Department of Nature and Environment wants in connection with this day to highlight the importance of one of our mangroves species, the Black mangroves (Avicennia germinans)
The name of the Black mangroves refers to the color of the trunk and heartwood.
It is found primarily at the Spaans Lagoen, Mangel Halto and Santo Largo in Savaneta in a very salty habitat and is very tolerant to drastic temperature fluctuations.
Despite the tough growing conditions in salty organic filled soil and oxygen-deprived mud, this plant has adapted to withstand all the elements. They are recognized by the snorkel type roots called “pneumatophores” which they use to breathe even when submerged.
These mangroves have a smart way of filtering the saltwater, which is absorbed by the roots, transported to the leaves where the salt is excreted. The excreted salt is visible in the form of salt concentrations on the leaves. The accumulation of salt on the leaves will eventually create holes in the leaves, but the leaves and holes will keep growing until it dies.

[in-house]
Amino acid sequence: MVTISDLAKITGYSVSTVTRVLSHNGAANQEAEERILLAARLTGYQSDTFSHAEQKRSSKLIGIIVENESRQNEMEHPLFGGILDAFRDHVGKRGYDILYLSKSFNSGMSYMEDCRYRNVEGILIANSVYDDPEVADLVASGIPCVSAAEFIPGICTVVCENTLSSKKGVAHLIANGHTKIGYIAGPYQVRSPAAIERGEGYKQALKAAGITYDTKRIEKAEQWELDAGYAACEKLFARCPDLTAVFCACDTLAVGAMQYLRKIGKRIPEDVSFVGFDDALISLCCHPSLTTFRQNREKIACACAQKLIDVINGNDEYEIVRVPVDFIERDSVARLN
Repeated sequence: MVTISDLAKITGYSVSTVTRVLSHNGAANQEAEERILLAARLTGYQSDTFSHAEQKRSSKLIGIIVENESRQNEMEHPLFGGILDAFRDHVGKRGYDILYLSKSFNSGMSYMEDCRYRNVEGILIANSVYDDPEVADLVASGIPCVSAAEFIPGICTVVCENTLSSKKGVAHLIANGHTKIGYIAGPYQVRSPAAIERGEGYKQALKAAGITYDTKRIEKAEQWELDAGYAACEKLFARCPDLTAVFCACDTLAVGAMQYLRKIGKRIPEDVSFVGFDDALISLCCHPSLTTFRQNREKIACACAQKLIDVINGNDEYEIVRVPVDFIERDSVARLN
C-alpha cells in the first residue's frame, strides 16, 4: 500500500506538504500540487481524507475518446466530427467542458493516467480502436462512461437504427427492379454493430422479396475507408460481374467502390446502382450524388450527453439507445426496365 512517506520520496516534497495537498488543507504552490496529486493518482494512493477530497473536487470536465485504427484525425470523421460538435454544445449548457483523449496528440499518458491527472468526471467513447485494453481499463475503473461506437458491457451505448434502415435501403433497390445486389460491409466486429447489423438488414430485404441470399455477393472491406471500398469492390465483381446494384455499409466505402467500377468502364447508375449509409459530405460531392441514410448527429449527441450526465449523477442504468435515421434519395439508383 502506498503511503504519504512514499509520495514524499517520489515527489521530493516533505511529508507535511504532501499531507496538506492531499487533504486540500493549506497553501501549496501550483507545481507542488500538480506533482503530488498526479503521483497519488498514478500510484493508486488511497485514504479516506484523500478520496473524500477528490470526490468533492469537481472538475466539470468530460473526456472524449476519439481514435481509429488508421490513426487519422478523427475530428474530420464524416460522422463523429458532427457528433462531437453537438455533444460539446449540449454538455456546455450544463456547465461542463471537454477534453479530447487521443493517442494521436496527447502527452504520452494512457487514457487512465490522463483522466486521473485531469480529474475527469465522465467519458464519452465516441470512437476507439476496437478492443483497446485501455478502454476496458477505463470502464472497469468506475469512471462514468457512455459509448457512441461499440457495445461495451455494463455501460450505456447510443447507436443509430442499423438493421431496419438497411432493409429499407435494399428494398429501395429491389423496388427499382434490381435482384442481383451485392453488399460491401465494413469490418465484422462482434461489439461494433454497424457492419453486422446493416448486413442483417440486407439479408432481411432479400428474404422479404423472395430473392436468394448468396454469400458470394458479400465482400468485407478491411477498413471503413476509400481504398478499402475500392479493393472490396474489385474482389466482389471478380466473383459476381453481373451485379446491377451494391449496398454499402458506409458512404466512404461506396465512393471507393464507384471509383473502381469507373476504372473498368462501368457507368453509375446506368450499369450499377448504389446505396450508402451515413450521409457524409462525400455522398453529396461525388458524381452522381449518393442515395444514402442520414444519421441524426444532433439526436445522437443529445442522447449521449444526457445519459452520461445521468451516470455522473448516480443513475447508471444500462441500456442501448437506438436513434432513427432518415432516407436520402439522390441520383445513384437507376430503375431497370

The black mangroves discharge a smell at sunrise and sunset. The leaves have a different green color, compared to other mangroves, a more greyish tone.
There are several uses for the black mangroves, it can be consumed upon necessity but should be handled accordingly before consumption as it may be toxic. It is a source for honey production as it is a habitat for many bees in the coastal areas with an abundancy in flowers for the high-quality honey productions year-round. The trunks have medicinal properties and the excreted salt on the leaves can be used for cooking.